An old Mumbai art gallery draws millennials
One hopes the gallery will continue to create new urban movements. Not ones that treat millennials as lesser consumers but ones that would involve them more actively in the gallery's regular programming
Monsoon isn’t the best time to sow in this city.
But one of Mumbai’s oldest and most prestigious art spaces, Gallery Chemould, is attempting to turn the art world’s uneventful monsoon months into a fertile period. Their group show, Modus Operandi, which opened on Friday, brings together works by 29 artists (the gallery’s entire roster) at price points ranging from ₹ 20,000 to ₹ 2.5 lakh. The idea, gallery director Shireen Gandhy says, is to reach an all-new collector base—the millennials.
The modest price point isn’t the only concession. All the works are wall works, which tend to be easier to acquire and exhibit than, say, an avant-garde sound installation. While art fairs around the world have begun focused programming for “young collectors", one hasn’t seen similar initiatives by private galleries in India.
Established in 1963 by Gandhy’s parents, Kekoo and Khorshed, Chemould was once a hothouse for modernists such as M.F. Husain and S.H. Raza. Gandhy, one year younger than Chemould, joined the family enterprise in 1988. Its stable of well-known artists and an enduring legacy allowed her to play it safe with solid work by established artists over the last decade. Gandhy says she didn’t realize there was a lacuna of any sort till a 27-year-old staffer, Shaleen Wadhwana, started pestering her.
Modus Operandi is meant to showcase modes and processes of art-making. Gandhy began to see patterns once they started putting together a critical mass. One of the four broad categories that emerged, for instance, is the “body", with works by Anju and Atul Dodiya and a suite of 72 glass paintings by Shakuntala Kulkarni. “A young collector might not be able to afford a work by Atul Dodiya but for this show we sought out his working drawings, which are delightful and a good entry point," says Gandhy.
While some of the works were discovered while rummaging through the stock room, some were created especially for the show. Vadodara-based Nilima Sheikh, 73, surprised Gandhy when she opted to create new small-scale works, as did Jitish Kallat, whose full-size Wind Study works are otherwise priced in the range of ₹ 7-25 lakh.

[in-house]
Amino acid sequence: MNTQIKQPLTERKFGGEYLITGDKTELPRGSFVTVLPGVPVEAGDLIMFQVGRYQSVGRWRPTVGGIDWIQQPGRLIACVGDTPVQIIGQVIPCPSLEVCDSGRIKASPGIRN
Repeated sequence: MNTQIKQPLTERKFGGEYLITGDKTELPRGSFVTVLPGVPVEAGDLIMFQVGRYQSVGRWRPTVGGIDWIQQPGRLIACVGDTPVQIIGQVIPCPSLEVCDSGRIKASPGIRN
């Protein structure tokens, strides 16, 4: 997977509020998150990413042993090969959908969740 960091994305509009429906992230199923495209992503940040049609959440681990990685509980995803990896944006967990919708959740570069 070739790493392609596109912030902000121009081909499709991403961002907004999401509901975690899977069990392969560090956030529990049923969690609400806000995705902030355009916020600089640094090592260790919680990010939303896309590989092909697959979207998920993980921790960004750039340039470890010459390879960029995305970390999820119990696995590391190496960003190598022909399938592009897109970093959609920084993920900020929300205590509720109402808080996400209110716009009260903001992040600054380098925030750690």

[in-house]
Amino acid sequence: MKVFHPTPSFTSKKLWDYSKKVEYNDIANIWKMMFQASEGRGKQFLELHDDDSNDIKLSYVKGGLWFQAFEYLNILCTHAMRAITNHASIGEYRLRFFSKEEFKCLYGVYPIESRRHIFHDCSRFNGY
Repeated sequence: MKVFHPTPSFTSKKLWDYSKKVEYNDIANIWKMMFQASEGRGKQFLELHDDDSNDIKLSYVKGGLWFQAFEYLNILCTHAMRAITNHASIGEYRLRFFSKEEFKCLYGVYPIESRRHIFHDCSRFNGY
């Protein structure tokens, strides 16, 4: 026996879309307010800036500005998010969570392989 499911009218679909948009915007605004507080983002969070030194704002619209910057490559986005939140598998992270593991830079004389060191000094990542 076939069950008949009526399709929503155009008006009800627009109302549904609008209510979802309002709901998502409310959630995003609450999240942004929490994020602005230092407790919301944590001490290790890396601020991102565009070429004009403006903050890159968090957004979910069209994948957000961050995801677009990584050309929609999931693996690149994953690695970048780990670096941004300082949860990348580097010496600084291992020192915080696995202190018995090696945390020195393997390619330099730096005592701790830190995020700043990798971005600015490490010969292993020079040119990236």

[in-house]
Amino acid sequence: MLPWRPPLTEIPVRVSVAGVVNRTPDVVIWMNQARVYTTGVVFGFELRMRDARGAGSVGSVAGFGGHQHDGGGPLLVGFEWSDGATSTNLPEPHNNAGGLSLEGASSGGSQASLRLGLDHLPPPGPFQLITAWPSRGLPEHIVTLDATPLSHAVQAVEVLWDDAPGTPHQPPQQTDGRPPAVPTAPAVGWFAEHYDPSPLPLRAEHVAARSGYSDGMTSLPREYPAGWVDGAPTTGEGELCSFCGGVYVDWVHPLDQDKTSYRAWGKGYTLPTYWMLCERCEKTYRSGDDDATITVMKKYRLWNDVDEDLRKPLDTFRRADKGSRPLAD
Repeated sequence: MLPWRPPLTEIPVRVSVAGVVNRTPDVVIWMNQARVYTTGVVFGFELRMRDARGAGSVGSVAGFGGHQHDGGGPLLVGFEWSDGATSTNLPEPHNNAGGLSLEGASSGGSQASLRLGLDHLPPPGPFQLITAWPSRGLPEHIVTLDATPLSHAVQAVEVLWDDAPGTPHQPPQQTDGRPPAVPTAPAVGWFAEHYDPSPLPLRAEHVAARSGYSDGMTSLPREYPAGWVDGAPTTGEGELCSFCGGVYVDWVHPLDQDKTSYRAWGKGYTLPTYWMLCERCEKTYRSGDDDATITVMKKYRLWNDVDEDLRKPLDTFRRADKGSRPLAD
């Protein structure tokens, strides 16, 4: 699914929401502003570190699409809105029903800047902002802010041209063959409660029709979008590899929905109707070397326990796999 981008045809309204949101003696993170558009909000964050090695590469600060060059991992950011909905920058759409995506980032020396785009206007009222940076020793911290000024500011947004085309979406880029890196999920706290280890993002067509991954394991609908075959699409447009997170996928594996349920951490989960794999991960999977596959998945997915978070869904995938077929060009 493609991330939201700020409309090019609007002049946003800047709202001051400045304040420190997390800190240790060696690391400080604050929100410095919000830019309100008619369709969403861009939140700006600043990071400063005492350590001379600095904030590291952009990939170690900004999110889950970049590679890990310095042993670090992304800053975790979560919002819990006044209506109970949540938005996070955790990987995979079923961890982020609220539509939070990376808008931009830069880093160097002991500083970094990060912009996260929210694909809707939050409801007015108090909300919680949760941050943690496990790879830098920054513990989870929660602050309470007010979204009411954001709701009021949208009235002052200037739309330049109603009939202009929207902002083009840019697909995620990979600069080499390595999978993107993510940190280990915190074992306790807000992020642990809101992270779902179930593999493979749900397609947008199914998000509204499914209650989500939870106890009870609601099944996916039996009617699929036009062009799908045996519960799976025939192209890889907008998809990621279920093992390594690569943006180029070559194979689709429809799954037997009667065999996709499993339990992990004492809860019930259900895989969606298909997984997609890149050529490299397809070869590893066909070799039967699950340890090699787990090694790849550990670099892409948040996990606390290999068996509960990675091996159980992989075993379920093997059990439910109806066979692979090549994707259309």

The inclusion of this series—a Birkin for Indian collectors at the moment—makes a good case for the exhibition. It is a series that dazzled visitors in its early outing at Art Dubai back in 2015. And just three months ago, I saw these fill up an entire floor at the Sperone Westwater Gallery in New York’s hip SoHo district. This is a good chance for a young collector to bring a Kallat home. And I doubt the gallery staff will bar a 45-year-old from making their first art purchase too.
Gandhy and Wadhwana’s modus operandi to draw audiences involved reaching out to the children of established collectors. “They are influencers in their own cohorts," Gandhy reasons. To keep the distracted generation engaged, there is a flurry of collateral programming such as curated walks and a visit to Bijoy Jain’s studio (more settings for Instagram posts!).
I ask if reaching out to the young lot had been a niggling concern. “Honestly I hadn’t thought about it but Shaleen kept bringing it up. She was puzzled that the cool kids weren’t interested in gallery-hopping and wanted to create something to target them."
On her part, Gandhy modestly admits “it is not a cutting-edge show by any means". But Chemould has historically played a key role in introducing experimentation in the arts to Mumbai. Gandhy hosted Subodh Gupta’s first solo exhibition in 1999—it was here that his steel utensils first made an appearance. In a New York Times article to mark 50 years of the gallery, Homi K. Bhabha, director of the Mahindra Humanities Center at Harvard University, says the gallery provided “an indigenous cosmopolitanism, a place for the development of a new urban movement".
One hopes the gallery will continue to create new urban movements. Not ones that treat millennials as lesser consumers but ones that would involve them more actively in the gallery’s regular programming. Why shouldn’t a 25-year-old save up to buy a three-channel sound installation, after all?
Modus Operandi is on view till 28 July at Gallery Chemould.
She tweets at @aninditaghose